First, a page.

New Car Review: 2005 Ford Escape Hybrid
THE AUTO PAGE
By JOHN HEILIG
MODEL: 2005 Ford Escape Hybrid
ENGINE: 2.3-liter Atkinson cycle inline 4/94 hp permanent magnet synchronous motor
HORSEPOWER/TORQUE: 133 hp @ 6,000 rpm/129 lb-ft @ 4,500 rpm
TRANSMISSION: Electronically controlled CVT
WHEELBASE: 103.1 in.
LENGTH x WIDTH x HEIGHT: 174.9 x 70.1 x 70.4 in.
TIRES: P235/70R16 All-Season BSW
STICKER PRICE: $23,000 (est.)
It's no secret that I believe hybrids are the way to go for better fuel economy and lower emissions. Ford, however, is committed to exploring and furthering hydrogen-fueled engines as the way to go. True, they're more environmentally compatible, but there's little or no infrastructure in which to refuel your vehicles outside of major cities. So for now, hybrids are the way to go.
We've seen small and mid-size sedans and coupes from Honda and Toyota in the past and discovered little lost performance. The Insight, Civic Hybrid and Prius all perform as well as their gasoline-engined counterparts.
Now Ford has introduced the Escape Hybrid for 2005. This is a bone-stock Escape powered by a combination of a 2.3-liter inline four cylinder engine rated at 133 hp and an electric motor rated at 94 hp. Together, they offer all the performance of the 200 hp V6 in the "normal" Escape. And the fuel economy goes off the charts.
Ford had the good sense (if annoying to the drivers) of introducing the Escape Hybrid in Los Angeles. Our test route took us through the middle of Beverly Hills and Hollywood in rush hour. Well, with all the tourists, every hour is rush hour in Hollywood. But this was not a mistake. Ford wanted to show us that the Escape can still be fuel efficient in stop-and-go traffic. In fact, our average fuel economy never dipped below 25 mpg even when we were standing in bumper-to-bumper traffic.
The reason for this is that the engine management system shuts off the gasoline engine below a certain speed and the electric motor takes over, using no fuel. The batteries for the electric motor are recharged whenever the car brakes or decelerates, so there's no need to plug the car into a wall outlet.
Incidentally, that battery pack consists of 250 D-cell batteries, a whole herd of Energizer bunnies under there.
Our first seat time in the Escape Hybrid was a fuel economy run. When I drove, I averages around 25 mpg for the 10-mile route. My co-driver decided to keep his speed below the threshold speed for the gasoline engine, and averaged nearly 50 mpg. Of course, all the drivers behind us were upset, but it showed that we weren't wasting fuel in slow traffic situations.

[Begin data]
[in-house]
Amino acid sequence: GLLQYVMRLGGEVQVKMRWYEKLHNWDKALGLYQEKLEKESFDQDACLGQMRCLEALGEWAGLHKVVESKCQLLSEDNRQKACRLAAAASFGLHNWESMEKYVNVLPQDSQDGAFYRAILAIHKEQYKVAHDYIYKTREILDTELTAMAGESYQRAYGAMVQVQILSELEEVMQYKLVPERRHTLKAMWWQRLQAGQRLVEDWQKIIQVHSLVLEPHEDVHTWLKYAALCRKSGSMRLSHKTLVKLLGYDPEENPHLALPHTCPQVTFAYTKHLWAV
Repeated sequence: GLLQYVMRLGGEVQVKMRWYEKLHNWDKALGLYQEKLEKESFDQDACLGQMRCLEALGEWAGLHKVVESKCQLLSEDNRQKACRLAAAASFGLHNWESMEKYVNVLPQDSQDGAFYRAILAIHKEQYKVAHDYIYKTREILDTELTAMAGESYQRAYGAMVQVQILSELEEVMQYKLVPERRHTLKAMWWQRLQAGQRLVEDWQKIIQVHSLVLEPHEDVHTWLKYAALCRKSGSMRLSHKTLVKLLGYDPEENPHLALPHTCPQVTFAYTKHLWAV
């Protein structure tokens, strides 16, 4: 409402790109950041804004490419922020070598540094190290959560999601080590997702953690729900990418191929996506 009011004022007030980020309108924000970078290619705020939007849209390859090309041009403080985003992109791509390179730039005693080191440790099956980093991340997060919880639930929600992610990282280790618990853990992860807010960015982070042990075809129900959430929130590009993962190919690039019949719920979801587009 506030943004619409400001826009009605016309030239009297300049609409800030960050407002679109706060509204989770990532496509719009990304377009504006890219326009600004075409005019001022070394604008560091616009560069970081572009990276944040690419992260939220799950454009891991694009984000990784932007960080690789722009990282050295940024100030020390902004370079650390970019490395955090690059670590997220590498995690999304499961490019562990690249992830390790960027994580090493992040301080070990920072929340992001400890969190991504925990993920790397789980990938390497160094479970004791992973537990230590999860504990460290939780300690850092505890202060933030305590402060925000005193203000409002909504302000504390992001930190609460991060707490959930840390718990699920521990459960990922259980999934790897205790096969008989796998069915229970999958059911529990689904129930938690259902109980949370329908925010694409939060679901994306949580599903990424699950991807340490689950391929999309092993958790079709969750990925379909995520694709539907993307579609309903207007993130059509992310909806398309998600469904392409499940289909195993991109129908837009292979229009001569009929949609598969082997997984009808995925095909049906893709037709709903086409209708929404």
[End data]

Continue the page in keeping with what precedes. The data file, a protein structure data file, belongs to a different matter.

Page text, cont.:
We also took the Escape Hybrid on a nice off-road course. Now, even though the Escape has permanent all-wheel drive, it's not a hard core off-road vehicle. But we took it up hills, on some deep dirt and sand, and over some rocks as we climbed a hill that gave us some excellent vistas of the Pacific Ocean and Malibu. The Escape Hybrid handled all the difficulties in the road and made the off-road portion of the intro a lot of fun.
In normal driving, the Escape Hybrid is no different from any other Escape. It can accelerate with the best of them (both engines work together on acceleration) and keep up with any other cars on the highway.
The gasoline engine is an Atkinson Cycle. This has nothing to do with dieting, by the way. Briefly stated, this engine has an expansion ratio that is greater than the compression ratio, extracting as much heat from the exhaust gases as possible instead of pumping heat into the exhaust system. That means you get more work out of the same mass of air and fuel compared to the standard Otto cycle. The net result is an overall increase in fuel efficiency, but a decrease in low rpm torque. However, the electric motor, with enormous low rpm torque, compensates for this.
This same engine is used in the Mazda Millenia. In this case it's turbocharged, and called a Miller cycle.
There's little to distinguish the Escape Hybrid from any other Escape. There's a small "Hybrid" badge on the rear and a small gauge on the left of the instrument panel showing the status of the battery pack. There is an optional navigation video display that can also be configured to show energy flow and fuel economy, but this can also be a distraction during driving.
A neat addition is outlets for 12V DC and 110V AC in the center console.
We know other manufacturers are planning on introducing SUVs and trucks with hybrid technology in the future. Personally, I applaud this. Among these are GMC and Lexus, while Nissan has introduced a Hybrid Altima.
All these vehicles show the manufacturers' commitment to cleaner fuel and a way of improving economy and the environment.
The 2005 Ford Escape Hybrid is the first hybrid SUV I've driven and I think it's fabulous. I can't wait to drive the others.
© 2004 The Auto Page Syndicate